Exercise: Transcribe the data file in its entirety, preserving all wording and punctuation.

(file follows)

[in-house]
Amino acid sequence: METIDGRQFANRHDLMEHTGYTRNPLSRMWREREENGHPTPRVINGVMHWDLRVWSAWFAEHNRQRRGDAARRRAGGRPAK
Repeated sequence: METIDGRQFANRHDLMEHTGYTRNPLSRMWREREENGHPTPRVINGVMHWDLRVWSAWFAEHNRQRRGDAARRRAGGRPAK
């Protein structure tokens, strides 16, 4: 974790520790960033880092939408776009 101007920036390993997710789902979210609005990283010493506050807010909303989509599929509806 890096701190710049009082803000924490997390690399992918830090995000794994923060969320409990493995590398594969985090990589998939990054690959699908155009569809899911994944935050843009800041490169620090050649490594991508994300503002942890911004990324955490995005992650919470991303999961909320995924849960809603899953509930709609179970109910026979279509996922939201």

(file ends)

[in-house]
Amino acid sequence: METIDGRQFANRHDLMEHTGYTRNPLSRMWREREENGHPTPRVINGVMHWDLRVWSAWFAEHNRQRRGDAARRRAGGRPAK
Repeated sequence: METIDGRQFANRHDLMEHTGYTRNPLSRMWREREENGHPTPRVINGVMHWDLRVWSAWFAEHNRQRRGDAARRRAGGRPAK
């Protein structure tokens, strides 16, 4: 974790520790960033880092939408776009 101007920036390993997710789902979210609005990283010493506050807010909303989509599929509806 890096701190710049009082803000924490997390690399992918830090995000794994923060969320409990493995590398594969985090990589998939990054690959699908155009569809899911994944935050843009800041490169620090050649490594991508994300503002942890911004990324955490995005992650919470991303999961909320995924849960809603899953509930709609179970109910026979279509996922939201």